Tag Research

Long-term cancer survivor beats odds, prompts study

The unusual case of Margaret “Peg” Geisler has inspired an international search for “extreme survivors” of metastatic breast cancer. “They never teach you about patients like Peg in medical school," says UW Health oncologist Mark Burkard.

Spiders and scorpions have co-opted leg genes to build their heads

New research shows that the common house spider and its arachnid relatives have dispensed with a gene involved in creating segmented heads, instead recycling leg genes to accomplish the task.

Grant to fund study of entrepreneurial ecosystems at universities

The Wisconsin School of Business has received funding to study how to improve university entrepreneurial ecosystems to drive economic growth.

When communicating with color, balance can be a path to accuracy

UW-Madison Researchers found that the best colors to use for waste bins are shades of white for paper, red for plastic, pale blue-green for glass, dark grey for metal, dark green for compost, and black for trash.

Study destroys myth that motorcycle helmets break necks

The motorcycle crash victims who did not wear helmets had twice as many injuries to the cervical spine, commonly known as the neck, the study says.

Kids with easy access to firearms are more likely to be depressed

Easy access to a gun at home is bad for a child’s mental health, particularly for girls, according to a new examination of a study of American schoolchildren from the 1990s.

UW study: Excessive use of menthol cough drops could actually increase coughs

A new study of more than 500 patients has shown that too many cough drops - especially those containing menthol - may actually make coughs more severe.

They grin, you bear it. Research reveals physical impact of a smile.

New research shows that smiles meant to convey dominance trigger a physical spike in stress hormones in their targets, while smiles intended as a reward appear to physically buffer recipients against stress.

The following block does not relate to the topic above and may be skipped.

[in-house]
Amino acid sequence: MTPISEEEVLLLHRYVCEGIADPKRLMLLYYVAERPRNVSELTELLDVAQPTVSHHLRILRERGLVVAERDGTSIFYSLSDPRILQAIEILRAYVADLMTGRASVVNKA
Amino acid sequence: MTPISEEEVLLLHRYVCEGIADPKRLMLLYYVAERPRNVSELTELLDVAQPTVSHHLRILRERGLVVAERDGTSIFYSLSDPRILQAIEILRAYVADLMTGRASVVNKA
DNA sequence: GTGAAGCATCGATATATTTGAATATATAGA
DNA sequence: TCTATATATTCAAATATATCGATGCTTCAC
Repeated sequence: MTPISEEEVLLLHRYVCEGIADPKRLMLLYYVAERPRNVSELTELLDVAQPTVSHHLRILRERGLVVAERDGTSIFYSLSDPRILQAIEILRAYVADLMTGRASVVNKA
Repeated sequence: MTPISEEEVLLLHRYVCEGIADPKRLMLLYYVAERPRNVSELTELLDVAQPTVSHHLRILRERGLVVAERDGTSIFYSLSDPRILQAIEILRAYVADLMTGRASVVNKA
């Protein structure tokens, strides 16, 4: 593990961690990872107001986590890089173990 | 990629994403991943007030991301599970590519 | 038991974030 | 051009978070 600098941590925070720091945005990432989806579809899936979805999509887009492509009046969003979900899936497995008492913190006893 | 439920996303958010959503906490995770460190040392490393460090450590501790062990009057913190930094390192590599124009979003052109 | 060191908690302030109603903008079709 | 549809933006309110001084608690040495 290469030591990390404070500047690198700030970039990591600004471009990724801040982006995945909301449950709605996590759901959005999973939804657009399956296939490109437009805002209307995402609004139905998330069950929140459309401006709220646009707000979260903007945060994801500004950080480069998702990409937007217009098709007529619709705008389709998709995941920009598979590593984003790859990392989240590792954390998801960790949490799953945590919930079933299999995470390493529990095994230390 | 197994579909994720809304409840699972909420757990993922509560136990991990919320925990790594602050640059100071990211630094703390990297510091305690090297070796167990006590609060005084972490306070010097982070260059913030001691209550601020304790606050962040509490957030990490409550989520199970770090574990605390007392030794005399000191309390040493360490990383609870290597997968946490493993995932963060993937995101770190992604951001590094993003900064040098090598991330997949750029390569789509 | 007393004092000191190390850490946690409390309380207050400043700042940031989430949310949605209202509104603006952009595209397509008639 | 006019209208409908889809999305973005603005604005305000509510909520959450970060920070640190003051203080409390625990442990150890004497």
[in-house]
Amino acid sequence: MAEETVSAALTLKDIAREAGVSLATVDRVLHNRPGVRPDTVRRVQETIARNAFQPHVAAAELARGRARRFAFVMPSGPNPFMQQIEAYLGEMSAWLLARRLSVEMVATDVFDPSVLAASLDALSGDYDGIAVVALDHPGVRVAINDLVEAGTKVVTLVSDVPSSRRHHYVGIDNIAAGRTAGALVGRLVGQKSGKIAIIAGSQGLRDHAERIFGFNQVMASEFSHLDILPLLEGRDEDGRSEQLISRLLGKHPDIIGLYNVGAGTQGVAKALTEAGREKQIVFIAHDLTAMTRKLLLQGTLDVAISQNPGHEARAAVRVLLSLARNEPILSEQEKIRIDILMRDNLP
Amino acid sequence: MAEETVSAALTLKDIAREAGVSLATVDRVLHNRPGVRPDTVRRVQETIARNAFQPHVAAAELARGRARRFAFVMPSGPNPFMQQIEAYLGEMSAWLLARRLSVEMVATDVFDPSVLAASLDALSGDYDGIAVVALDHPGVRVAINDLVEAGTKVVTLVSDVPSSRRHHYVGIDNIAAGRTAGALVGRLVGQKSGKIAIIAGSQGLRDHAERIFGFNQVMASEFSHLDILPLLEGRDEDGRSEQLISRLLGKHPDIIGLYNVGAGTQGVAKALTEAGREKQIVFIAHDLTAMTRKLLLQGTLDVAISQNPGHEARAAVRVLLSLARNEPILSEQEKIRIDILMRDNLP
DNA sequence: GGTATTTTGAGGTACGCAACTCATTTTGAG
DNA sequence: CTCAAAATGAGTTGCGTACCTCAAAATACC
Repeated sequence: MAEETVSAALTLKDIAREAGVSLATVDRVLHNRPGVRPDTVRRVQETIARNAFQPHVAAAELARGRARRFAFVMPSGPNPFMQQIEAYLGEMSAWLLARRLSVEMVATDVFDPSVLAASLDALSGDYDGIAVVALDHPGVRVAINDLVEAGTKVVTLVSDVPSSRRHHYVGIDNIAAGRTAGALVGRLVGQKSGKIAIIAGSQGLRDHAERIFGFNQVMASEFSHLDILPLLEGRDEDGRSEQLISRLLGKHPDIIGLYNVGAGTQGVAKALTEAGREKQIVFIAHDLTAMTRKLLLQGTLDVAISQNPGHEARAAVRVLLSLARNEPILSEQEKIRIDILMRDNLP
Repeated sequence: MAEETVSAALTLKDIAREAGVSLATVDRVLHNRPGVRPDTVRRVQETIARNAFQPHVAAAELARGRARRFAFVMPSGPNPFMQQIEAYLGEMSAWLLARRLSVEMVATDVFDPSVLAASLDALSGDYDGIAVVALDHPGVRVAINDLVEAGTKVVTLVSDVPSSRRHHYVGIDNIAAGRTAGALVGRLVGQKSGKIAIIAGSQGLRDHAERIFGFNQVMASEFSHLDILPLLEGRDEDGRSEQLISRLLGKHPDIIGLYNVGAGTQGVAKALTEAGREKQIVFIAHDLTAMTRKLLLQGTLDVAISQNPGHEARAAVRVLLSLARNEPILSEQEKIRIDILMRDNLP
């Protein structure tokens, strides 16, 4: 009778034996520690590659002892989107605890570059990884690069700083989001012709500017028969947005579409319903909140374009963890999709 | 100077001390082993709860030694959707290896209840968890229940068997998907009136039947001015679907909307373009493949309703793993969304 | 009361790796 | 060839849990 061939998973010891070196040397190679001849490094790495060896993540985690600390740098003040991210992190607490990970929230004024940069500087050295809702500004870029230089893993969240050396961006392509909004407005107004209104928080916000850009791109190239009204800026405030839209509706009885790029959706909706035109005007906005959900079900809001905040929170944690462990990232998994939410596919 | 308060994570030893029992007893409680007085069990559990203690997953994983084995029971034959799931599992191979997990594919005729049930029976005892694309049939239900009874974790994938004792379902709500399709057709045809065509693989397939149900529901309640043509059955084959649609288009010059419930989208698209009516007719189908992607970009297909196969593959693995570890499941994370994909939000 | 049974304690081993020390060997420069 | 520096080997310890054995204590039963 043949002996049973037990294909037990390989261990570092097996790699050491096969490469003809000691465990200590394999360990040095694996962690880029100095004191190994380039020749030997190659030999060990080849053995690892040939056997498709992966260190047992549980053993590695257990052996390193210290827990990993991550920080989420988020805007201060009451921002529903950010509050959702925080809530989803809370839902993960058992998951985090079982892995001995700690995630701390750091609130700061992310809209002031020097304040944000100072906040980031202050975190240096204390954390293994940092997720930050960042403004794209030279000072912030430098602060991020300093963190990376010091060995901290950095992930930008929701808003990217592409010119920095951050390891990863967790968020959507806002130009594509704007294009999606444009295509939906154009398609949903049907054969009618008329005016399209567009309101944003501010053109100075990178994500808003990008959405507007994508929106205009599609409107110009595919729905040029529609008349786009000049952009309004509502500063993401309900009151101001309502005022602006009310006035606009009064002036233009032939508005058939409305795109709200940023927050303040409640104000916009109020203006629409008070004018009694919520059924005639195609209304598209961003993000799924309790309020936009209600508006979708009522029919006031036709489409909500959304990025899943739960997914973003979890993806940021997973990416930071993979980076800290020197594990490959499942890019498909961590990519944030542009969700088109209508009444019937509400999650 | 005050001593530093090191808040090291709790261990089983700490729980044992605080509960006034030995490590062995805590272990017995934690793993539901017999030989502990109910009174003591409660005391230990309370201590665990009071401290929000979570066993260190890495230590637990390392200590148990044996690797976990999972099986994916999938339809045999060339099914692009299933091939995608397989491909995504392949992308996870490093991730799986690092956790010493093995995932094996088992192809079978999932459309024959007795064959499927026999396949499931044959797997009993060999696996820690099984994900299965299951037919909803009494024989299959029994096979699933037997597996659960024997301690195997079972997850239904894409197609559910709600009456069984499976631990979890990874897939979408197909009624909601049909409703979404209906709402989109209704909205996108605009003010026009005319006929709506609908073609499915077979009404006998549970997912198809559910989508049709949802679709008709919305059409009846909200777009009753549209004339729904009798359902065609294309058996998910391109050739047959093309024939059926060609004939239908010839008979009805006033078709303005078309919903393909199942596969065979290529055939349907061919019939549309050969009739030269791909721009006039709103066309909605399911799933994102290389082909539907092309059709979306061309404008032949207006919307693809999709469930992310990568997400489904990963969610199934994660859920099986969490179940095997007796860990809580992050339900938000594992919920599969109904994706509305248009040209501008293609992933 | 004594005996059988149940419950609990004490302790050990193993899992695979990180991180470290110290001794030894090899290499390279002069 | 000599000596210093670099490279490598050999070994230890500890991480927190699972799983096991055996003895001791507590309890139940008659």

Girls and women not a “silver bullet” for ending poverty

Researcher Kathryn Moeller says such initiatives transfer the responsibility for change onto girls and women, and away from governments, corporations and global governance institutions whose actions have often led to the unequal distribution of resources, poor labor conditions and other structural inequities.

Forecasting antibiotic resistance with a ‘weather map’ of local data

To help physicians choose the best antibiotic first, researchers in the School of Pharmacy and the State Cartographer's Office are drawing inspiration from the weather.

To sleep, perchance to forget

The debate in sleep science has gone on for a generation. People and other animals sicken and die if they are deprived of sleep, but why is sleep so essential?

New approaches in neuroscience show it’s not all in your head

“How we experience the world affects us in more ways than we previously thought,” says Richard Davidson, a professor of psychology and psychiatry at UW–Madison and director of the Center for Healthy Minds.